We reject the defendants' position. Their printed materials (with the above-noted possible exception of the clearly insufficient attendance reports) can best be characterized as letters, summaries, opinions, and/or conclusions of the defendants and/or the Hospital's agents and employees. They clearly do not reflect an out-of-court transaction and are not "essentially undeniable" (see Siegel, Practice Commentaries, McKinney's Cons Law of NY, Book 7B, CPLR C3211:10 at 22). Thus, they are not "documentary evidence" within the intendment of CPLR 3211(a)(1).
Since the defendants' printed materials were not "documentary evidence" and they made this motion exclusively under CPLR 3211(a)(1), their submissions were insufficient as a matter of law to grant their motion. In light of that determination, we need not address the parties' remaining contentions.
We also reject the defendants' position at oral argument, i.e., that the policy considerations underlying the immunity granted to them by the HCQIA mandate that this matter be decided by their 3211(a)(1) motion to dismiss, without requiring them to wait and make a summary judgment motion. [*6]
Pursuant to CPLR 3211(c),[FN5] a party can have its motion treated as one for summary judgment (even prior to joinder) either by charting a summary judgment course or by requesting such treatment. Thus, had the defendants truly desired an expedited determination, they could have first moved to dismiss pursuant to CPLR 3211(a) and then requested that the court convert that motion to one for summary judgment under CPLR 3211(c) prior to serving an answer, since all of the papers they chose to rely on were available prior to the commencement of this action (see Mihlovan v Grozavu, 72 NY2d 506, 508; Yule v New York Chiropractic Coll., 43 AD3d 540, 541; Bowes v Healy, 40 AD3d 566; Love v Morrow & Co., 193 AD2d 586). Alternatively, the defendants could have answered and then moved for summary judgment pursuant to CPLR 3212 without waiting for any discovery.Instead, they chose this narrowly circumscribed and focused motion pursuant to CPLR 3211(a)(1), and thereby charted their own course. As such, they should not be heard to complain about the consequences thereof (see Nishman v De Marco, 62 NY2d 926, 929; Nissequogue Boat Club v State of New York, 14 AD3d 542, 544-545; Manning v Brookhaven Mem. Hosp. Med. Ctr., 11 AD3d 518, 522).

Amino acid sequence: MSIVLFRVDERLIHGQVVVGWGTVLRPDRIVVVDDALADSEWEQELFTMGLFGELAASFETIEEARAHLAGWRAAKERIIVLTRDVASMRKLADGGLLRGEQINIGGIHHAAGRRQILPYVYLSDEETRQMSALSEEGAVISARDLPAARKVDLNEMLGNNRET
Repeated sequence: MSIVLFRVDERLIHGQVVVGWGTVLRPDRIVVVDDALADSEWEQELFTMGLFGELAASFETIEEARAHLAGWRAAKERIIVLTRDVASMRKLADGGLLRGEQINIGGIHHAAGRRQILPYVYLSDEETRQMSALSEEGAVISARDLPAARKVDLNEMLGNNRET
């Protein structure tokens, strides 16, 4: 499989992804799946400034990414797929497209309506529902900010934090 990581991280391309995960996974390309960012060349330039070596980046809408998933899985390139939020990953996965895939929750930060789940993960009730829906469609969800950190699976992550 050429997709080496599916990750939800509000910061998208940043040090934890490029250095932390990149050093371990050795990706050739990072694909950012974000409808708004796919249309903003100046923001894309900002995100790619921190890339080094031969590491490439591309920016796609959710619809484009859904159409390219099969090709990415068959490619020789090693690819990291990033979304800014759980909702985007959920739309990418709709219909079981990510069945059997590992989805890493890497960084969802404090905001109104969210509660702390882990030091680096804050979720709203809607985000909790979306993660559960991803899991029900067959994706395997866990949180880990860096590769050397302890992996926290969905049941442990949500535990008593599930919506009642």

The bold is mine.
1. You see a lot of these motions in no-fault. Judge's are starting to see that 3211 is not the catch-all defendant's would make it out to be. See VIT Acupuncture, P.C. v State Farm Auto. Ins. Co., 2010 NY Slip Op 51560(U) (Civ Ct City NY, Kings County).